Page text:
Last week, I finally had the opportunity to dig into my change jar and begin rolling the coins that I had been saving up since this past spring semester. It took me about seven months to fill my glass milk jar all the way to the top and that includes the occasional dipping into the jar for bus fare and laundry (had I not done that, I may have reached my goal two or three weeks earlier). After an hour or so of counting out pennies, nickels, dimes, quarters, and gold dollars, I was pleasantly surprised by how much change I had effortlessly allotted. The total amount that I rolled came to $98.00 and I had $5.32 in loose change left over, giving me a grand total of $103.32 (meaning that I averaged $3.69 in savings per week and a little more than $.52 per day).
How effortless is setting aside your change at the end of every day? Too effortless. It requires no physically strenuous activity and very little will power. All you have to do is make a silent commitment to yourself to drop your change in a piggy bank, milk jar, or bucket every night, without fail, and I can assure you that you will be both pleased and surprised by the results as time passes. Perhaps to give yourself an incentive to take this challenge on, you can direct all of your change proceeds towards something you really want. For example, remember that mini plasma you wanted to put in your bedroom or that new stereo system you thought would go perfect in your living room? If you’re willing to expand your time horizon for getting those things, your change just might be able to get them for you.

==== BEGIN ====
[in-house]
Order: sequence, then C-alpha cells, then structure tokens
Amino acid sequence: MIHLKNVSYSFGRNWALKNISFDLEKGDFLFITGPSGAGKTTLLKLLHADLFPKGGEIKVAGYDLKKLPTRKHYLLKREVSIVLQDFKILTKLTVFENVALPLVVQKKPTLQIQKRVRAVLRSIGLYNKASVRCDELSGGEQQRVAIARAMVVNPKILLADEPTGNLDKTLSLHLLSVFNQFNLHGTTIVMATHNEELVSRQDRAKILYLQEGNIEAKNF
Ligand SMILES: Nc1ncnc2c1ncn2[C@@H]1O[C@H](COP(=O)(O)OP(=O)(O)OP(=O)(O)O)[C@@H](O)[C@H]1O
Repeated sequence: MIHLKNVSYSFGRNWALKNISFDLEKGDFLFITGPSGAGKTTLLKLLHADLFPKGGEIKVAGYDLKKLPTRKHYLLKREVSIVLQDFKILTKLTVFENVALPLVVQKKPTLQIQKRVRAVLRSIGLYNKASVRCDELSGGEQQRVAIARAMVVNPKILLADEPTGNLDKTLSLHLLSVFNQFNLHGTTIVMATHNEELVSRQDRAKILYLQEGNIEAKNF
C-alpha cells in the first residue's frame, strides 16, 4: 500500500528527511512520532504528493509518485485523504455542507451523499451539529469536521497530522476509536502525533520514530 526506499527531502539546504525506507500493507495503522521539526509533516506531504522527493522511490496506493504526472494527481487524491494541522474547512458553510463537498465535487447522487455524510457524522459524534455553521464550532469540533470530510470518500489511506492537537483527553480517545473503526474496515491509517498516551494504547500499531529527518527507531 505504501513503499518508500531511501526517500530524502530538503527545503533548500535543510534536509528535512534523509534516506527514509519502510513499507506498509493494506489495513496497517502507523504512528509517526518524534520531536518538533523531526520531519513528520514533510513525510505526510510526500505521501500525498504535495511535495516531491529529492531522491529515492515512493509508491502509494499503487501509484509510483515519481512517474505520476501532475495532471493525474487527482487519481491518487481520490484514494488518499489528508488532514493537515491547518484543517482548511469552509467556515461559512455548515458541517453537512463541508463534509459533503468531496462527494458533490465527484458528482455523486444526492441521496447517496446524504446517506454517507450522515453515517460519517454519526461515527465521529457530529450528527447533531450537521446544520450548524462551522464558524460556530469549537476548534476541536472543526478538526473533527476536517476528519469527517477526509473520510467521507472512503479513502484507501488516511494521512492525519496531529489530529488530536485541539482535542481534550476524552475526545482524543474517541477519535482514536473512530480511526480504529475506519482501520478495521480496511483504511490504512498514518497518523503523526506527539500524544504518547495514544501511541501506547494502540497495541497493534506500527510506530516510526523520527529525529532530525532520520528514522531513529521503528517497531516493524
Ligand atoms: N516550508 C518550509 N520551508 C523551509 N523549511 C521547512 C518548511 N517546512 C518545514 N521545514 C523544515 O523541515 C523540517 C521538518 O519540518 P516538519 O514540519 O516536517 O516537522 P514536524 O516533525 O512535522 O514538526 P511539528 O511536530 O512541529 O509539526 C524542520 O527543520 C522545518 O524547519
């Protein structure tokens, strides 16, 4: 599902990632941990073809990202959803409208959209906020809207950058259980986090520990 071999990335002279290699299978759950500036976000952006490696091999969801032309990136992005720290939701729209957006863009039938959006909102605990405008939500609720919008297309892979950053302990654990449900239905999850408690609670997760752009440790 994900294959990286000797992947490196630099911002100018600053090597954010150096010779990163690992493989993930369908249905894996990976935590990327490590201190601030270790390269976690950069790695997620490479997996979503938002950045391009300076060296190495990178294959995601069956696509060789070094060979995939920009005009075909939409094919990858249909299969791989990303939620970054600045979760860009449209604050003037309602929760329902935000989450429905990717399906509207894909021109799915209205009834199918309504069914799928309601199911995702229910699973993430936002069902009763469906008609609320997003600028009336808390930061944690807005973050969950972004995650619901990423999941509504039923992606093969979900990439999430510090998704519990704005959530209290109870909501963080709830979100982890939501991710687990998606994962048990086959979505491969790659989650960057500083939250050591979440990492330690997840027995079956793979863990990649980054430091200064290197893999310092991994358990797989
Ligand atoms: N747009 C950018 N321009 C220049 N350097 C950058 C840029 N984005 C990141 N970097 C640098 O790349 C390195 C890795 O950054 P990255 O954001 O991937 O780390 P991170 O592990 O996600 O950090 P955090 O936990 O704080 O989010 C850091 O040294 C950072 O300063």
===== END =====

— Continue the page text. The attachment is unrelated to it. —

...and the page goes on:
What’s that you say? You use debit cards most often for your daily purchases? Not a problem. What I’m going to suggest for you heavy debit card users will take a bit more will power but it works just as well. First off, if you have an account with a commercial bank that offers online banking, set up a username and password online so that you can begin using the online services offered. Second, you’ll want to go ahead and set up a savings account (or second savings account) strictly for your change. What you’ll do everyday from that point forward is direct the change you would have gotten, had you made the purchase in cash, from your checking account into your new savings account (given that your bank allows you to make unlimited transfers from your checking account, which is most often the case). For example, if I take the railroad to work, the price for a train ticket is $5.75, meaning that when I get home I will transfer $.25 into my savings account for that transaction. At the end of the day, simply add up the change from all of your transactions and make one larger transfer into savings. You might want to implement your own parameters for this method such as only transferring change of $.50 or less per transaction (so if something costs $4.25, you won’t transfer the $.75) but that’s ultimately all up to you; the important thing is that you just get started.
I believe that, once upon a time, Apple bank (which is no longer around) made this process easy for you by actually allowing it to be done automatically; so all you had to do was spend money! The rest was taken care of for you. It might be worth it for some of you to do a little research and track down another bank who offers a service like this, or you can simply ask your own bank if you can set up such a recurring transaction.
So to all of you aspiring change savers out there, I wish you the best of luck on your endeavor; you’ll thank yourself in the end.